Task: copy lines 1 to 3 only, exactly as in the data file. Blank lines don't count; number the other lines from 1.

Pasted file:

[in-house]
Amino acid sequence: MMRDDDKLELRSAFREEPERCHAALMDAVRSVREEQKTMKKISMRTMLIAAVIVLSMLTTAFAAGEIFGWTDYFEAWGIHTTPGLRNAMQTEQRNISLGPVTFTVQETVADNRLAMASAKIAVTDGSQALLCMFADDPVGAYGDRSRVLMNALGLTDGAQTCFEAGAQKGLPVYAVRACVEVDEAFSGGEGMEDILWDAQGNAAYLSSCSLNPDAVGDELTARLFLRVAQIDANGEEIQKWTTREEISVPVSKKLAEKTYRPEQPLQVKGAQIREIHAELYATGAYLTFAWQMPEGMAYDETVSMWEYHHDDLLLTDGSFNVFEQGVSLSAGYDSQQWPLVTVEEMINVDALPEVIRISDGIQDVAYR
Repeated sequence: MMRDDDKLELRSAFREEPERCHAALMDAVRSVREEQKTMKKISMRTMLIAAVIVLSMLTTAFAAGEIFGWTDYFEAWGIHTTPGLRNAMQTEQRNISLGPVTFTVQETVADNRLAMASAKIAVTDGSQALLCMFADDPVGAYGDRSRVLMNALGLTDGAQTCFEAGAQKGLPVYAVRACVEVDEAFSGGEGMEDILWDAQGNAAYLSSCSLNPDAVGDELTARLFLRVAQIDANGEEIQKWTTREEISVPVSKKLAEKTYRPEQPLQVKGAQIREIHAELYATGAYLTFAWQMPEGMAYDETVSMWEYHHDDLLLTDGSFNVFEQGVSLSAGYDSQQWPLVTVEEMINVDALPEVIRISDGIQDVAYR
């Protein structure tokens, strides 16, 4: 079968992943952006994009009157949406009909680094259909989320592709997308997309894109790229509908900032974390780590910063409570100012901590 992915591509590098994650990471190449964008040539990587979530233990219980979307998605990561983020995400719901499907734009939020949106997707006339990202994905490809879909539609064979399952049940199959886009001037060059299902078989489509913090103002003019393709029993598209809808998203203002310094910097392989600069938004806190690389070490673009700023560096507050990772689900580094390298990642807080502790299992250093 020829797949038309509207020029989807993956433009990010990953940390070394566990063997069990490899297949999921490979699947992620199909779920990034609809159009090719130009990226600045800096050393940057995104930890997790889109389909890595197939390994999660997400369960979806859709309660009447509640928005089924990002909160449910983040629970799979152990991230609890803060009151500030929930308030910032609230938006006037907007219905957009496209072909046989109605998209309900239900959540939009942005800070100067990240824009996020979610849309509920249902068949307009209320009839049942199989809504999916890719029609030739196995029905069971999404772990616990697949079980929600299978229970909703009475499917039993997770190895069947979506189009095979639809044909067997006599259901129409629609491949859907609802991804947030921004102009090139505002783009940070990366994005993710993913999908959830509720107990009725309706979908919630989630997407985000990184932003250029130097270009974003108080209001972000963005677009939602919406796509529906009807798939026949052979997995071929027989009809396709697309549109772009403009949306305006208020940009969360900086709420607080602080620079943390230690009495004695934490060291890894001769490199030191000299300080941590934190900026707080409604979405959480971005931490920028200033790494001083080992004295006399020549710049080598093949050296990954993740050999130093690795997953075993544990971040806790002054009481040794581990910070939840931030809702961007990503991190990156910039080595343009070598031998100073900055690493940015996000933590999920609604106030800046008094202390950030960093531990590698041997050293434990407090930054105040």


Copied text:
[in-house]
Amino acid sequence: MMRDDDKLELRSAFREEPERCHAALMDAVRSVREEQKTMKKISMRTMLIAAVIVLSMLTTAFAAGEIFGWTDYFEAWGIHTTPGLRNAMQTEQRNISLGPVTFTVQETVADNRLAMASAKIAVTDGSQALLCMFADDPVGAYGDRSRVLMNALGLTDGAQTCFEAGAQKGLPVYAVRACVEVDEAFSGGEGMEDILWDAQGNAAYLSSCSLNPDAVGDELTARLFLRVAQIDANGEEIQKWTTREEISVPVSKKLAEKTYRPEQPLQVKGAQIREIHAELYATGAYLTFAWQMPEGMAYDETVSMWEYHHDDLLLTDGSFNVFEQGVSLSAGYDSQQWPLVTVEEMINVDALPEVIRISDGIQDVAYR
Repeated sequence: MMRDDDKLELRSAFREEPERCHAALMDAVRSVREEQKTMKKISMRTMLIAAVIVLSMLTTAFAAGEIFGWTDYFEAWGIHTTPGLRNAMQTEQRNISLGPVTFTVQETVADNRLAMASAKIAVTDGSQALLCMFADDPVGAYGDRSRVLMNALGLTDGAQTCFEAGAQKGLPVYAVRACVEVDEAFSGGEGMEDILWDAQGNAAYLSSCSLNPDAVGDELTARLFLRVAQIDANGEEIQKWTTREEISVPVSKKLAEKTYRPEQPLQVKGAQIREIHAELYATGAYLTFAWQMPEGMAYDETVSMWEYHHDDLLLTDGSFNVFEQGVSLSAGYDSQQWPLVTVEEMINVDALPEVIRISDGIQDVAYR